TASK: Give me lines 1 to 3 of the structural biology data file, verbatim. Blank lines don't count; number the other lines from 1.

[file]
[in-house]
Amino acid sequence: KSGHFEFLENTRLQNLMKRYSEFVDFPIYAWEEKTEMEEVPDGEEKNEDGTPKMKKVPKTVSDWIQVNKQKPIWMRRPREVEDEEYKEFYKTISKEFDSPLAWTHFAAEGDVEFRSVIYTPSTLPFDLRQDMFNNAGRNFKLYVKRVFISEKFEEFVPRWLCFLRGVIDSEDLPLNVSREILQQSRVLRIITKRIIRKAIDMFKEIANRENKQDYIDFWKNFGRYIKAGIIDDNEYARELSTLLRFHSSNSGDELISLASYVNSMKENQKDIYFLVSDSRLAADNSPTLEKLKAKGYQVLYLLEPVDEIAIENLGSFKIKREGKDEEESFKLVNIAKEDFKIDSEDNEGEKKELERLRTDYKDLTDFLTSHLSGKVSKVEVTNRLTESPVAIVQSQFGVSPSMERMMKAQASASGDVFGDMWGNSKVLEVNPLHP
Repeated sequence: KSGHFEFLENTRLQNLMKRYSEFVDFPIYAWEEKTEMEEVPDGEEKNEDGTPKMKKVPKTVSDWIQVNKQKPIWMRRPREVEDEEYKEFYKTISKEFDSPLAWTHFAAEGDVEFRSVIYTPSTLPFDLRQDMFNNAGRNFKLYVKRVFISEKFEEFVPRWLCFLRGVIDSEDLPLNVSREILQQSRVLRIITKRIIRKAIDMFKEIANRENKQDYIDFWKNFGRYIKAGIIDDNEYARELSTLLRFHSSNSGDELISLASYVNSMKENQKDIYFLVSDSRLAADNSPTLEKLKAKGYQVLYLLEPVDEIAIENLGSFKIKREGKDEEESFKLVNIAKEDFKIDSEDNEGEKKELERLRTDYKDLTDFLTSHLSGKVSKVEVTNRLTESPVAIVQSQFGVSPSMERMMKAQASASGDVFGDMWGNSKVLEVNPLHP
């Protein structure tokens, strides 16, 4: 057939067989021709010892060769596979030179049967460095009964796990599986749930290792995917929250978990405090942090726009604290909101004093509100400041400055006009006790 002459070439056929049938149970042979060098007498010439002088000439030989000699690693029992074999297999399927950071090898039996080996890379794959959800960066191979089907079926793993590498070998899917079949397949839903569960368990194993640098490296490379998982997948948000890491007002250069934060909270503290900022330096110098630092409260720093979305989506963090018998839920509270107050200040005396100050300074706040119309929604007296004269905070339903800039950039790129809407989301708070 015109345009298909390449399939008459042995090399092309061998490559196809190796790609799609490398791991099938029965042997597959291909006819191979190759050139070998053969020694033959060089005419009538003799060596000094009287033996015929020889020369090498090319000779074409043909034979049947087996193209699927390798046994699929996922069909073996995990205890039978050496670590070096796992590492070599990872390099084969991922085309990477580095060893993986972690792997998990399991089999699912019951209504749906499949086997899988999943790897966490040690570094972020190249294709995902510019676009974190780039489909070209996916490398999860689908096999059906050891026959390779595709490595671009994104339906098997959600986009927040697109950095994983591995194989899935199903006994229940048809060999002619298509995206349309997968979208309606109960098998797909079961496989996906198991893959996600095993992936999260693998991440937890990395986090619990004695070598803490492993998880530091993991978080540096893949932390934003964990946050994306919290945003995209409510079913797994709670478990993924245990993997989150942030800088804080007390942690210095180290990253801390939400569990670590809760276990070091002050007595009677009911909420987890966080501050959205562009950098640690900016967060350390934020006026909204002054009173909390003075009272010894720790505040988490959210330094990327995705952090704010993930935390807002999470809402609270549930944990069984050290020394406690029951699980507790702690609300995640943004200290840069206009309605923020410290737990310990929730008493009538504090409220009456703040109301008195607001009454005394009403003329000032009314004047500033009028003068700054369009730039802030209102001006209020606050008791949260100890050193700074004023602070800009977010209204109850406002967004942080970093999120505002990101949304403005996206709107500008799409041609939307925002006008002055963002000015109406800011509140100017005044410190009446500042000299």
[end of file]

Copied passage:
[in-house]
Amino acid sequence: KSGHFEFLENTRLQNLMKRYSEFVDFPIYAWEEKTEMEEVPDGEEKNEDGTPKMKKVPKTVSDWIQVNKQKPIWMRRPREVEDEEYKEFYKTISKEFDSPLAWTHFAAEGDVEFRSVIYTPSTLPFDLRQDMFNNAGRNFKLYVKRVFISEKFEEFVPRWLCFLRGVIDSEDLPLNVSREILQQSRVLRIITKRIIRKAIDMFKEIANRENKQDYIDFWKNFGRYIKAGIIDDNEYARELSTLLRFHSSNSGDELISLASYVNSMKENQKDIYFLVSDSRLAADNSPTLEKLKAKGYQVLYLLEPVDEIAIENLGSFKIKREGKDEEESFKLVNIAKEDFKIDSEDNEGEKKELERLRTDYKDLTDFLTSHLSGKVSKVEVTNRLTESPVAIVQSQFGVSPSMERMMKAQASASGDVFGDMWGNSKVLEVNPLHP
Repeated sequence: KSGHFEFLENTRLQNLMKRYSEFVDFPIYAWEEKTEMEEVPDGEEKNEDGTPKMKKVPKTVSDWIQVNKQKPIWMRRPREVEDEEYKEFYKTISKEFDSPLAWTHFAAEGDVEFRSVIYTPSTLPFDLRQDMFNNAGRNFKLYVKRVFISEKFEEFVPRWLCFLRGVIDSEDLPLNVSREILQQSRVLRIITKRIIRKAIDMFKEIANRENKQDYIDFWKNFGRYIKAGIIDDNEYARELSTLLRFHSSNSGDELISLASYVNSMKENQKDIYFLVSDSRLAADNSPTLEKLKAKGYQVLYLLEPVDEIAIENLGSFKIKREGKDEEESFKLVNIAKEDFKIDSEDNEGEKKELERLRTDYKDLTDFLTSHLSGKVSKVEVTNRLTESPVAIVQSQFGVSPSMERMMKAQASASGDVFGDMWGNSKVLEVNPLHP